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19 comments:

  1. This is great! I always wondered about this and if it really happened.

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  2. Did you get my email? It's in Houdini's Escapes. WBG is writing about Houdini's notes on an escape from a buried box and he says, as I recall, "there is a handwritten note. . ." "tried out Buried Alive in Hollywood and nearly 'did it.'" So that's why we were thinking Kellock -- same time period. I knew I saw it before Christopher.

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    1. Ah, shoot, I didn't see that email. Great find! I'll make the change. Thanks Pat!

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    2. BTW, I'd love to see these original notes and notation. Wonder if they were dated?

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  3. Great catch John! Your thinking here makes perfect sense. The buried alive experiment as a prep for that Memorial Day show appears to be the answer to this mystery.

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    1. I'm especially excited about how this story now has a context that makes sense. It always felt off to me before.

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    2. Yeah--the experiment now has context to it rather than just a one off experiment Harry was trying. Note that his memory was spot on in the Collier article he wrote, it was 1919. He kept mum on the reason for trying the Buried Alive experiment as a failed rehearsal for that Air Show. That's why it took so long to exhume this. :)

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  4. Excellent find and quite credible theory, John. Thanks for sharing; this is great new knowledge to have.

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  5. Groundbreaking (pun intended) piece of work.

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  6. Brilliant work yet again John. This is just awesome, Thanks for uncovering this!

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  7. If Houdini yells for help while buried 6 feet under and nobody's there to hear him, does he make a sound? ;)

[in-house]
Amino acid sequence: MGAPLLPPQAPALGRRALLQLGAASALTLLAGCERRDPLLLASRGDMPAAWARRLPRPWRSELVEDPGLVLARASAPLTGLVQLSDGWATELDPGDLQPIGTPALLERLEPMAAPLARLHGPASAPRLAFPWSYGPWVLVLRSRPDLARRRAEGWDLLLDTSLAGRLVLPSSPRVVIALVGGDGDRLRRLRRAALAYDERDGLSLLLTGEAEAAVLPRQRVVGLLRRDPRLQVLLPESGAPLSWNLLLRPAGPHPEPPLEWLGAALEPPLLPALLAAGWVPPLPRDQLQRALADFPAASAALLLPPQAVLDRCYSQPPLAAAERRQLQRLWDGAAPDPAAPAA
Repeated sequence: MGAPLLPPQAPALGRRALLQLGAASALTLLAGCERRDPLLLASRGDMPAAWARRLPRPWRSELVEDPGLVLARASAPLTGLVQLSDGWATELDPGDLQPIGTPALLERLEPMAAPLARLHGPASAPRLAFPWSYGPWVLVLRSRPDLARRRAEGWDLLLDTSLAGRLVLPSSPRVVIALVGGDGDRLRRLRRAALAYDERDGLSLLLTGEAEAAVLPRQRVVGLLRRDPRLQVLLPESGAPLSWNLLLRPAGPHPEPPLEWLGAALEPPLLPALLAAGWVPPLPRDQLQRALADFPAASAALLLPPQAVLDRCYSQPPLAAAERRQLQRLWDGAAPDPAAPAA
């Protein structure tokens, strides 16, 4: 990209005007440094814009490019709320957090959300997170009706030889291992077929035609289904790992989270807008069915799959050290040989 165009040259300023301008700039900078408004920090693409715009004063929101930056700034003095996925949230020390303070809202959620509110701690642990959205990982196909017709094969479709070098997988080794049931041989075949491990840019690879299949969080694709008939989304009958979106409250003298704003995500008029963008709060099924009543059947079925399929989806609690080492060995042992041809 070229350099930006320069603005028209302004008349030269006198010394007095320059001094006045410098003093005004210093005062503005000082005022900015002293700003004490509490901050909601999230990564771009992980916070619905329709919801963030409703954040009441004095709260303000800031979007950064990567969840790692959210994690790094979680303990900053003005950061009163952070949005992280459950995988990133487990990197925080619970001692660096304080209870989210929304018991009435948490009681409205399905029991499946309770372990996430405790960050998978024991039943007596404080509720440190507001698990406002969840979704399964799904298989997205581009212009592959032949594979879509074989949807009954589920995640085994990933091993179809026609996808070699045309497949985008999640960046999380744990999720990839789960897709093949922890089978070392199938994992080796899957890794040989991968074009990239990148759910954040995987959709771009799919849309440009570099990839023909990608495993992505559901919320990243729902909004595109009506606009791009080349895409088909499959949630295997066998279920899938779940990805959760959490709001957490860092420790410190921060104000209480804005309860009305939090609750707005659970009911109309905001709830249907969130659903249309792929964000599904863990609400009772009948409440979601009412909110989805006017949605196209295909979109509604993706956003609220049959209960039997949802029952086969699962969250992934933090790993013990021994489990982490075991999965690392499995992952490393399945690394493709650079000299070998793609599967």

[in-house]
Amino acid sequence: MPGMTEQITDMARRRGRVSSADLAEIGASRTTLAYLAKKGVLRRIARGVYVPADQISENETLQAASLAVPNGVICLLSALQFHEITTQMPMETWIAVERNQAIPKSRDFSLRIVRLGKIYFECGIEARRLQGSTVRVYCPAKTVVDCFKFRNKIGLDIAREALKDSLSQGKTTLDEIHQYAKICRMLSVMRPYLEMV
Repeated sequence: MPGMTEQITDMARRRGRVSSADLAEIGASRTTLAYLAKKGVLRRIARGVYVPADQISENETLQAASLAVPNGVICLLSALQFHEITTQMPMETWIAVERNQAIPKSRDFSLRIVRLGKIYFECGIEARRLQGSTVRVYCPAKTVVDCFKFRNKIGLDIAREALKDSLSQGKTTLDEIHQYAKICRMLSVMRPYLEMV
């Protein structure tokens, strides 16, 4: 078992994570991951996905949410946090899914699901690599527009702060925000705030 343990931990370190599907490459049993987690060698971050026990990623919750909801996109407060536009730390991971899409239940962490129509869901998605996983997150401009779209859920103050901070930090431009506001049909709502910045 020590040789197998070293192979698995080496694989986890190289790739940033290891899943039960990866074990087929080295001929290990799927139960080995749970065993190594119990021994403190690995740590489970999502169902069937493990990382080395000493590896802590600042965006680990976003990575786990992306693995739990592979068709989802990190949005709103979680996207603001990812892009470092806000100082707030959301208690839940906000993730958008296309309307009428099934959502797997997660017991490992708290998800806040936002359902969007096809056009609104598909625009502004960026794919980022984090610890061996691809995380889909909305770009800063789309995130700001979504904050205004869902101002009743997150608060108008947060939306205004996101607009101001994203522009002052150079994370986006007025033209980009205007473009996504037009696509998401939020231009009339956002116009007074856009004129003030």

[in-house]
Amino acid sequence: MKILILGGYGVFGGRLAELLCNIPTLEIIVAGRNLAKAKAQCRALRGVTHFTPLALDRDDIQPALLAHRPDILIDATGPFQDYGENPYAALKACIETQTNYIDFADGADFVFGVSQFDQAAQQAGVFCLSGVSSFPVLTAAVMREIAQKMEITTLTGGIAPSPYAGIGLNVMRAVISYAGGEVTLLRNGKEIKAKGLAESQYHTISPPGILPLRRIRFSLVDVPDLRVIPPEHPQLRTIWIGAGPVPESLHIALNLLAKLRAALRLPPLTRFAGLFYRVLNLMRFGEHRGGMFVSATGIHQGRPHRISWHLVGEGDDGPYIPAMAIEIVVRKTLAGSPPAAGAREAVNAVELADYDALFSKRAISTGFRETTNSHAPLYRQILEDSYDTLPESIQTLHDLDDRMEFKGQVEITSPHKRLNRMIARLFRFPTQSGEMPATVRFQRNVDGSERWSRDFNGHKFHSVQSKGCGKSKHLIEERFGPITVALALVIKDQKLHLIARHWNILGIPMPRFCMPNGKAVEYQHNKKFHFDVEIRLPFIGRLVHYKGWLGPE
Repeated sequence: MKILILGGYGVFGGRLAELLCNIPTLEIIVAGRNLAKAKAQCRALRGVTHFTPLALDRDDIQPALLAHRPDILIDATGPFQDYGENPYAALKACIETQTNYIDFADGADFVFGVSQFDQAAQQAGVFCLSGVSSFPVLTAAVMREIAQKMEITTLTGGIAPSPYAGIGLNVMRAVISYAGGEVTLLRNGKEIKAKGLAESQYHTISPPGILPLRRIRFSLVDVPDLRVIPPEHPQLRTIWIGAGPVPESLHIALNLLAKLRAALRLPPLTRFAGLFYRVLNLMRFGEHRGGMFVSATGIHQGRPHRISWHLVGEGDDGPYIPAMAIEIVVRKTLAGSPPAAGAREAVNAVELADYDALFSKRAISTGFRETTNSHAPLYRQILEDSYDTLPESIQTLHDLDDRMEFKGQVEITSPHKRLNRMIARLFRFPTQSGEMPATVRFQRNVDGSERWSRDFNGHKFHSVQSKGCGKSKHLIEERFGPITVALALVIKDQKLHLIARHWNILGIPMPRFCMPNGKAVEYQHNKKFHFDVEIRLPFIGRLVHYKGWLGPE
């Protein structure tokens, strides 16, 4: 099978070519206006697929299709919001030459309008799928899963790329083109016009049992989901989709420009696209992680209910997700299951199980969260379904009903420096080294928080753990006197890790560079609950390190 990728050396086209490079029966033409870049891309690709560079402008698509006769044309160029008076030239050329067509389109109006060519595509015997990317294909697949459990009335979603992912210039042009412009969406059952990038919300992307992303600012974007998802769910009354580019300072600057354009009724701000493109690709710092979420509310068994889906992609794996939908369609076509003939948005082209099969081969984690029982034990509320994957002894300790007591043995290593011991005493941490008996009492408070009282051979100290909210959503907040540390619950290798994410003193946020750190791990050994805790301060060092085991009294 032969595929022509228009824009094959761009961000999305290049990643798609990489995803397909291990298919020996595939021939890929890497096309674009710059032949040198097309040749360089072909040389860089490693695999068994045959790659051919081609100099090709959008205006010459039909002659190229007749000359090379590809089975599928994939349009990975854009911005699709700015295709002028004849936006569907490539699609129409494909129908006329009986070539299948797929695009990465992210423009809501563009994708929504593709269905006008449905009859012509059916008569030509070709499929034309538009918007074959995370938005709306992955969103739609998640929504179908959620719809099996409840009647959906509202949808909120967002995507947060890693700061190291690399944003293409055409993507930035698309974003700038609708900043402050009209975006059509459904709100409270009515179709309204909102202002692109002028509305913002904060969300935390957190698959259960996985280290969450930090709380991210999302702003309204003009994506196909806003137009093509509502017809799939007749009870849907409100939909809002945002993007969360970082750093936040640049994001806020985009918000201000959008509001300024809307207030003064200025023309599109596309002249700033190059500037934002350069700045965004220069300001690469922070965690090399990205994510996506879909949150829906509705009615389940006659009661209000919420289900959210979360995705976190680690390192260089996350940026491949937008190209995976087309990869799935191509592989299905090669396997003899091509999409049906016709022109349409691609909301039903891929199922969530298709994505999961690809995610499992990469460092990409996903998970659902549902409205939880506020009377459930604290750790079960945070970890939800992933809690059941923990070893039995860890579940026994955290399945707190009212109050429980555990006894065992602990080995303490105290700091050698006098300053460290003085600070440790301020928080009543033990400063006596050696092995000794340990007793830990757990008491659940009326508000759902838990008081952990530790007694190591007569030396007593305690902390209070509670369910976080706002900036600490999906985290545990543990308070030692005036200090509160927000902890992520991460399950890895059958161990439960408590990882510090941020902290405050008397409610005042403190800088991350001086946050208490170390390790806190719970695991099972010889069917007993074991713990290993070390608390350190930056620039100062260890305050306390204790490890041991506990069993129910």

Bad joke aside, I would think he wouldn't have bothered to admit that he yelled for help while under there. If nobody heard him, he coulda kept it to himself and not had to reveal the desperation. But I'm guessing when he crawled out of there, he probably said, "Didn't anyone hear me yelling for help?!" and gave it away.

    I wonder if he ever bothered to try being buried that deep with a little tube for air to the surface, just to test how heavy the dirt would have been when trying to crawl to out of there.

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  8. Delightful find there! WELL DONE!!!

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  9. I wonder why Houdini didn't appear regardless and perform some other stunt. It's not like him to cancel a show.

    Jack

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  10. Notice the other Lasky actors like Gloria Swanson participated in this event. When the studio pulled your leash, you had to bark on command. It was in the contract. Actors today have to appear on talk shows to promote their films. It's in the contract.

    Is it possible HH decided to do something else instead of showing up? The papers took him out of the lineup so he must have announced he wasn't going to be there.

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    1. From The Whole Equation by David Thomson: In the first half of the 20th century, Hollywood actors were governed by contracts with the major studios, which dictated their roles, their schedules, and their pay—leaving many to feel they were little more than "slaves" to the studio system. Only the most powerful stars were able to break free, and not without considerable effort. A case in point was megastar James Cagney.

      Thomson confirmed what I had suspected of the Laskey stars auctioning off tickets for this event. I love the way HH pulled a no show for this event, even though we don't know why.

      Where did that leave Harry? He didn't make it l